Debby Gies submitted P.S. I Forgive You designed by Art4Artists. “This book is a sequel to Conflicted Hearts, and a memoir about finding forgiveness before her death, for the narcissistic mother I abandoned.”
MD: The cover is a little busy. The ultra-bold author name seems out of place with the other font choices.
Holly Worton submitted Walking the Downs Link: Planning Guide & Reflections on Walking from St. Martha’s Hill to Shoreham-by-Sea designed by Kim Killion.
MD: The image is good. The title and subtitle typography could be more creative.
Karl Levy submitted Sinarth designed by Damonza. “The cover design was created by Grady at Damonza. Instructions given were to use the 35 year old Black and White photo of the boy soldier I provided and to combine it with Cambodian themes such as sunsets, sunrises, sugar palm trees, the ancient temples angkor Wat. They nailed it second go..”
MD: Dramatic, effective imagery and expert use of color. Nice. ★
Mara Johnson submitted Her name was Bitter: A Memoir designed by Deranged Doctor Designs. “I worked hand and hand with the cover designer Kitty. I escaped the darkness in my life and I wanted my cover to reflect that. Thank you and be blessed.”
MD: Dark, emotional, eye-catching cover. Perfect!
Meg Beeler submitted Living in the Heart of the Universe: Expanding Your Relationship with Earth and the Cosmos designed by Pete Garceau. “Allow the universe to unlock your inner wisdom and guide your life path.”
MD: Beautiful image, sophisticated typography. A great cover. ★
Meikele Needles submitted My Belly has Two Buttons designed by Meikele Needles and Rebecca Robertson and Jessica Buttler. “Child and adult hands in a heart around a button representing a belly button and a “Mic-key” button which is a type of feeding tube.”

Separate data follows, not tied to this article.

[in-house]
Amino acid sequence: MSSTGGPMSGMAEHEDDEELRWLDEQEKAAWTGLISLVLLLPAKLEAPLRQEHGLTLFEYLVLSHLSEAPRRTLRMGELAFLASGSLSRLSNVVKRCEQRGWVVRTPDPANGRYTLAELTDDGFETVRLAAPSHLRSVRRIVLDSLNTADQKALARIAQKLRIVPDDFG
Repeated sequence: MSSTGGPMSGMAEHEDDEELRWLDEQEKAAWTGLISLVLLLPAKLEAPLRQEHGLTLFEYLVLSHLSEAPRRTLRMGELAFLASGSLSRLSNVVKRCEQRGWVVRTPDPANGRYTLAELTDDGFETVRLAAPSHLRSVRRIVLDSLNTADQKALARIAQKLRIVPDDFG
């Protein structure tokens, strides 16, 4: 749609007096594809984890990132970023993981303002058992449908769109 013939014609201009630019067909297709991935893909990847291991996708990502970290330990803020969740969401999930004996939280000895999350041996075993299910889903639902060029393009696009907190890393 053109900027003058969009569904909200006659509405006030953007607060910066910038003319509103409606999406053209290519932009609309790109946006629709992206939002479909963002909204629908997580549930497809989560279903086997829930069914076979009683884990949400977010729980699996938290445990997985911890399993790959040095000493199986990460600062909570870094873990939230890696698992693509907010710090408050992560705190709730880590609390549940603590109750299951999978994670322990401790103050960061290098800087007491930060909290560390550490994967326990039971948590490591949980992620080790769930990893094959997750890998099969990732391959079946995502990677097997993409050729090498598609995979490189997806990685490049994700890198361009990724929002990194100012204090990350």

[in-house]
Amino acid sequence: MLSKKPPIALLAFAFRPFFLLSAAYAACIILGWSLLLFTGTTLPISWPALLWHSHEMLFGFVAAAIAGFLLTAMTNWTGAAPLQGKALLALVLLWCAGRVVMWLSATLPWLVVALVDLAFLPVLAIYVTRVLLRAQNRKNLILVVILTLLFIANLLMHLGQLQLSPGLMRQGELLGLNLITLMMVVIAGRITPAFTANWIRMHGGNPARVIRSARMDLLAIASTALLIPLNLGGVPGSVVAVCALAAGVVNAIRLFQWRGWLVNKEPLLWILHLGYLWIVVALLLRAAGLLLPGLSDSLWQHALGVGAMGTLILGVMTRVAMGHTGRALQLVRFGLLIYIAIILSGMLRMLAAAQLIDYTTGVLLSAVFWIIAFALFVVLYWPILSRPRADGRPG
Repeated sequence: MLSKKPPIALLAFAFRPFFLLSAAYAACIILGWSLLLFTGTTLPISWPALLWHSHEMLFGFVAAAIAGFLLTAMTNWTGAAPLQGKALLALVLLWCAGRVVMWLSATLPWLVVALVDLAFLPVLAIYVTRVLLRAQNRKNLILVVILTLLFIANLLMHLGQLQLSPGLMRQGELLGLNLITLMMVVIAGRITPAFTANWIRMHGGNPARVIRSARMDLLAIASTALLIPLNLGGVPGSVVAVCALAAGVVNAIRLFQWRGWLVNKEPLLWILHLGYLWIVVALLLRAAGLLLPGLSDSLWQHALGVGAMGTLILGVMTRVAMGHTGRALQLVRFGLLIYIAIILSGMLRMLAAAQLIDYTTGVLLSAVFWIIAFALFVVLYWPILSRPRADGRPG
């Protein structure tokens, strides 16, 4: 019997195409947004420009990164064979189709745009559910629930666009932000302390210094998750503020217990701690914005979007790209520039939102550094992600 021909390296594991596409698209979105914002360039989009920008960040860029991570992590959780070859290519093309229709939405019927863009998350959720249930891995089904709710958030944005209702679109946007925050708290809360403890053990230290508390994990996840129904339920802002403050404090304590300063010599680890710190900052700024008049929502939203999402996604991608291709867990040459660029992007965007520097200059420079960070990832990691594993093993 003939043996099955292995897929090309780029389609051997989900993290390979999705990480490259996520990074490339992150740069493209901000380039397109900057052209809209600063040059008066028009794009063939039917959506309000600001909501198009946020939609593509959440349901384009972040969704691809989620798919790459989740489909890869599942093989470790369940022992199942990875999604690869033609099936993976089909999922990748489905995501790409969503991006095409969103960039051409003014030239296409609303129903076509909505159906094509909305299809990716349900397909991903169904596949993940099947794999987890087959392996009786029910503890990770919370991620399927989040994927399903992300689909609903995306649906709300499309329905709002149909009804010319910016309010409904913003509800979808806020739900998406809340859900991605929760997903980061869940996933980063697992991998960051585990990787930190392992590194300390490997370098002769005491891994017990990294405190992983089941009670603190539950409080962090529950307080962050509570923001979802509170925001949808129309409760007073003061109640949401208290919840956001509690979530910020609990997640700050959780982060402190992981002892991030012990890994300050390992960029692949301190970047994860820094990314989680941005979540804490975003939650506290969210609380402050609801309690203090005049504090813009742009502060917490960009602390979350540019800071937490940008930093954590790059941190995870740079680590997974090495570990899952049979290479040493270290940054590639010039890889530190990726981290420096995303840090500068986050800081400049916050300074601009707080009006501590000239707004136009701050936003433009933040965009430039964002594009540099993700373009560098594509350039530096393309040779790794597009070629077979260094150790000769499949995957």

MD: Nice image and title treatment, though it might pop more in white than black. I wonder about the dark red background which can communicate danger, blood, negativity for this otherwise helpful book.
Michael Eli Vineberg submitted Left Alone to Learn (The Break-up Book) designed by Miguel Angel De La Rosa Aguiar. “I love the cover of my book. The designer achieved exactly what I wanted with the placement of the words, the color contrast, the font, how the lines guide the viewer toward the title, and the overall sensation that occurs when a person comes across the image.”
MD: The lines of the cover definitely draw the eye, but the overall effect seems more depressing than inspirational. The title fonts are bland.
Michael W. Perry submitted Embarrass Less: A Practical Guide for Doctors, Nurses, Students and Hospitals designed by Michael W. Perry. “My first attempts were stock photos of hospital staff. That wasn’t just dull, it said nothing about the theme. Then I realized that a picture of two kids playing doctor would express that theme perfectly. Less embarrassing stays make both patients and staff happier.”
MD: The photo is charming. I’d find a way to make it fill the entire cover so that the title, subtitle and image are seen as a unit instead of being broken up. I’d rewrite the subtitle to better explain the title.
Mike Ducheine submitted The OBAMA Legacy designed by Mike Ducheine. “Obama is referred to by the Republican Party as “King Obama”; I find it appropriate to design a cover which paints the president as a king in order to talk about his legacy”